Do we need Nitrite when curing Salmon?

No we don't. Nitrite and Nitrate are primarily used to control the growth of bacteria spores (e.g. Clostridium botulinum). as the smoked salmon we are producing has a chilled shelf life of about 10 days these are not a problem here.

Step 1 - Preparing the salmon

When I get caught salmon delivered to my door from local fishermen it is whole, ungutted and is in bags.

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Salmon bought from the local fishmonger comes looking much less daunting. It is important that you use the freshest possible fish when making smoked salmon so before you buy, ensure that the eyes still look clear and bright and that the gills are still a deep crimson colour

 

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First the head needs to be removed. When doing this it is important to keep the bony gill collar in place on the body of the fish as this will help support it while it is smoking.

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The fish then needs to be "split". This is similar to filleting - however the rib cage and pin bones are left attached to the fillets during the curing and smoking process.

Using a sharp knife cut along the backbone from the head end down the length of the fish - cutting through the rib bones at the top and then filleting as you move towards the tail. Repeat on the other side so that you end up with the two split sides and a backbone with the tail attached.

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If the salmon is large then you can optionally cut away a couple of disks of the skin to allow easier drying. Smaller fish, like trout, do not need to have disks cut.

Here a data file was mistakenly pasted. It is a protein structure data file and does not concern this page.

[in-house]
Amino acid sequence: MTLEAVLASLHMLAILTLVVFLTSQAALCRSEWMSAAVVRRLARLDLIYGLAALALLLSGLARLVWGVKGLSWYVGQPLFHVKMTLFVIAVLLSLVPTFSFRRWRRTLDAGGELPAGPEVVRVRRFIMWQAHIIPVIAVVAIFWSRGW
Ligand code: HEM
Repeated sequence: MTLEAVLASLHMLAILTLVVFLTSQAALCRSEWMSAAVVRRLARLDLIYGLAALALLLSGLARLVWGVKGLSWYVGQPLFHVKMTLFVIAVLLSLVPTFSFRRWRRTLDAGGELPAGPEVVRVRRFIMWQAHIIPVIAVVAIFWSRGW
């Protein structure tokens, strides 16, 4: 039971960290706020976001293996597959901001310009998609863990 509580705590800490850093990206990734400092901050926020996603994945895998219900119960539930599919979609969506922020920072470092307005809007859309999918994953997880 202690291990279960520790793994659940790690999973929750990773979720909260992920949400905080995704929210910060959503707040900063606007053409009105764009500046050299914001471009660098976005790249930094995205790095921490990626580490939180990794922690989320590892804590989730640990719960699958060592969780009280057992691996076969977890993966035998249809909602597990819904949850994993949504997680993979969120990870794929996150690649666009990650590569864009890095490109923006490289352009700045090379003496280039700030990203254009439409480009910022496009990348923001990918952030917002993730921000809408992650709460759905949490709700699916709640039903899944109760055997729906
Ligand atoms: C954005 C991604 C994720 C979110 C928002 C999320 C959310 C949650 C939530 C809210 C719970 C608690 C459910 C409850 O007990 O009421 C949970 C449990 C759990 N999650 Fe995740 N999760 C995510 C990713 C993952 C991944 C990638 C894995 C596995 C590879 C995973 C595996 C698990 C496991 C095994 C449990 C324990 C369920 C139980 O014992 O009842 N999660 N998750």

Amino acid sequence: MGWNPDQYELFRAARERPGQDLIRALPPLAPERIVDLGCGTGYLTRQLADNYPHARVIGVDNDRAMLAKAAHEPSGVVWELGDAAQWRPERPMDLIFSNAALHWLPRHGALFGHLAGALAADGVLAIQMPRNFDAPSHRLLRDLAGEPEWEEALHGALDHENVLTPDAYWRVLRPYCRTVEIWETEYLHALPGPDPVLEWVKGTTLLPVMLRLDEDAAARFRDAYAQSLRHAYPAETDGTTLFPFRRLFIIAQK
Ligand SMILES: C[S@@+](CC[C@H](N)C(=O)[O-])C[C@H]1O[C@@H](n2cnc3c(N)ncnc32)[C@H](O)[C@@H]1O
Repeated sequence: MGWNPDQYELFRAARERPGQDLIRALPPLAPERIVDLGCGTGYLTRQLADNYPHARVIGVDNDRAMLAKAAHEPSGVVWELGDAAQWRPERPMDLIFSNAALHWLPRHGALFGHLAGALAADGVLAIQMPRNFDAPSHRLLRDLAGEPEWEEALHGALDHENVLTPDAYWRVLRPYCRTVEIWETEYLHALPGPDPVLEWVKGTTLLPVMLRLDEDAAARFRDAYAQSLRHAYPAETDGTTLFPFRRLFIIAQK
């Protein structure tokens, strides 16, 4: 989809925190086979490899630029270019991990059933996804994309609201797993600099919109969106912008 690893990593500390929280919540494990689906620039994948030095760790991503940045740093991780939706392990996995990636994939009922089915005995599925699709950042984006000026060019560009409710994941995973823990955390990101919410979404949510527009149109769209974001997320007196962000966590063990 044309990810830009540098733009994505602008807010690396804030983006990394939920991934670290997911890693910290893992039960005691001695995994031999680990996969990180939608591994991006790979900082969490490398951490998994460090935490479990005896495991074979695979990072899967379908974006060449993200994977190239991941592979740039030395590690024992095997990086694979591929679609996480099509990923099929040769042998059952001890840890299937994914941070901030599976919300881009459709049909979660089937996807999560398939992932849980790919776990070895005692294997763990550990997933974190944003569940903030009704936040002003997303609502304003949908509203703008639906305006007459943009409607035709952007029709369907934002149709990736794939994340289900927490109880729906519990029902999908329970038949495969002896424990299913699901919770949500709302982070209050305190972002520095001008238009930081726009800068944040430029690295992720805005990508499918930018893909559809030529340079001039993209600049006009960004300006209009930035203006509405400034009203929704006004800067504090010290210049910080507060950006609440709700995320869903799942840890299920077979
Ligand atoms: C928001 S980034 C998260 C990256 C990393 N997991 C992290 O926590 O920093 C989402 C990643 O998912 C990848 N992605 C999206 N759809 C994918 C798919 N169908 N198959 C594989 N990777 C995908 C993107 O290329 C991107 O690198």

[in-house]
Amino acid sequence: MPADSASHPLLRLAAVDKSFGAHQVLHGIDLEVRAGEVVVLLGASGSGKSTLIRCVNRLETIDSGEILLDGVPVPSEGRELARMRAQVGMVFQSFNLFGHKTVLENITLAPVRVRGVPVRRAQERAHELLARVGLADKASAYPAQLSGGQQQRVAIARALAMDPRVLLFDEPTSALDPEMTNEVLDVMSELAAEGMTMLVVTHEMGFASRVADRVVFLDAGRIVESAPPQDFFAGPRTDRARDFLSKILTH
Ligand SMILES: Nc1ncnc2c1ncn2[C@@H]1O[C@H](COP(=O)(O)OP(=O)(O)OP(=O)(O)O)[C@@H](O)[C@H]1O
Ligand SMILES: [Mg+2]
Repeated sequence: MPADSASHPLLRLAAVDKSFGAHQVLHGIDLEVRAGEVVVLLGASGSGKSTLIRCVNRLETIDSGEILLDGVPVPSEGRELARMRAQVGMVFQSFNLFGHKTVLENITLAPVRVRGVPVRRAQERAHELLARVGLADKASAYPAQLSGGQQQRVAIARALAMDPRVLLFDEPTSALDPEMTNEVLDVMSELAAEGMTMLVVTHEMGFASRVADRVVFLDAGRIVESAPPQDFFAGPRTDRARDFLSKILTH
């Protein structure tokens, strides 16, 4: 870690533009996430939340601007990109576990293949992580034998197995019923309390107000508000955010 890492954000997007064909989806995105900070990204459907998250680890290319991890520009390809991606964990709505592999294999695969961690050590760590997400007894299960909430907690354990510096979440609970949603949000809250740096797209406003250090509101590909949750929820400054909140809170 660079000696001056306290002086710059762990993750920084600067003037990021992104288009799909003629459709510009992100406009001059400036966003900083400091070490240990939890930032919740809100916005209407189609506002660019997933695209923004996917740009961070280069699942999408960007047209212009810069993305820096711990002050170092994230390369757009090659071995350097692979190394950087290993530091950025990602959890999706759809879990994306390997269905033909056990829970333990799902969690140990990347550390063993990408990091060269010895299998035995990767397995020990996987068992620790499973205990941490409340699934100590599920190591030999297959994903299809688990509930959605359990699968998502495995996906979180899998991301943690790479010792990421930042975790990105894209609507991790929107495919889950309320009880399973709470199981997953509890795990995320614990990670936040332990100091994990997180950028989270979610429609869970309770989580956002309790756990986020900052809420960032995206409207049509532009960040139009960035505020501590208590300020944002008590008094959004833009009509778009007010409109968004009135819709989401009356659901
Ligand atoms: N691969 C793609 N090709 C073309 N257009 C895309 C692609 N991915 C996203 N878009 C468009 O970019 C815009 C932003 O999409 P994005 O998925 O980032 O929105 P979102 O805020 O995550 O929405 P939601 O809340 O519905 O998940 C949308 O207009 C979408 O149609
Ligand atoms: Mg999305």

Wash the salmon sides under cold running water and pat dry with kitchen towel

Step 2 - Curing the salmon

The cure I use regularly consists of 50% salt and 50% sugar by weight. These ratios can be adjusted but the salt should always be at least 50%

  • Salt. This can be any non iodised salt. Fine cooking salt works well and I often use this. I also use course sea salt, which you can see in the photos below.
  • Sugar. I use standard granulated white sugar. Different sugars can be used but these will affect the colour and flavour of the resulting smoked salmon.

Mix the salt and sugar together well in a bowl and sprinkle on both the skin and flesh sides of each fish split. You should have more of the cure mid at the thicker head end of the fish and gradually reduce it towards the tail. With the fine salt you will see an even layer of white salt ans sugar on the fish but with the coarse salt (below) it is more difficult to see.

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Place the salted splits on top of a wire cooling rack in a tray. The action of the salt will pull water out of the fish and it will drop into the tay below as brine. The cooling racks help keep the bottom fish out of the brine and prevent it from becoming too salty.

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Salmon can be stacked up to 2 sides high for curing and smaller fish can be stacked up to 3 sides high

Cover in clingfilm and place in the fridge. For large salmon fillets allow 18 hours but smaller trout will only need 12 hours.

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If you do not have room in the fridge for one of the large trays then you can use a standard roasting tray with a wire cooling rack placed over the top.

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During the curing process the brine will fall to the bottom of the tray. The amount shown below was from 2 whole salmon (4 sides)

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Once cured for the required time the fish should be washed well under cold running water and then patted dry with kitchen paper. You will notice that the fish will have turned a deeper orange colour and has become much firmer in texture.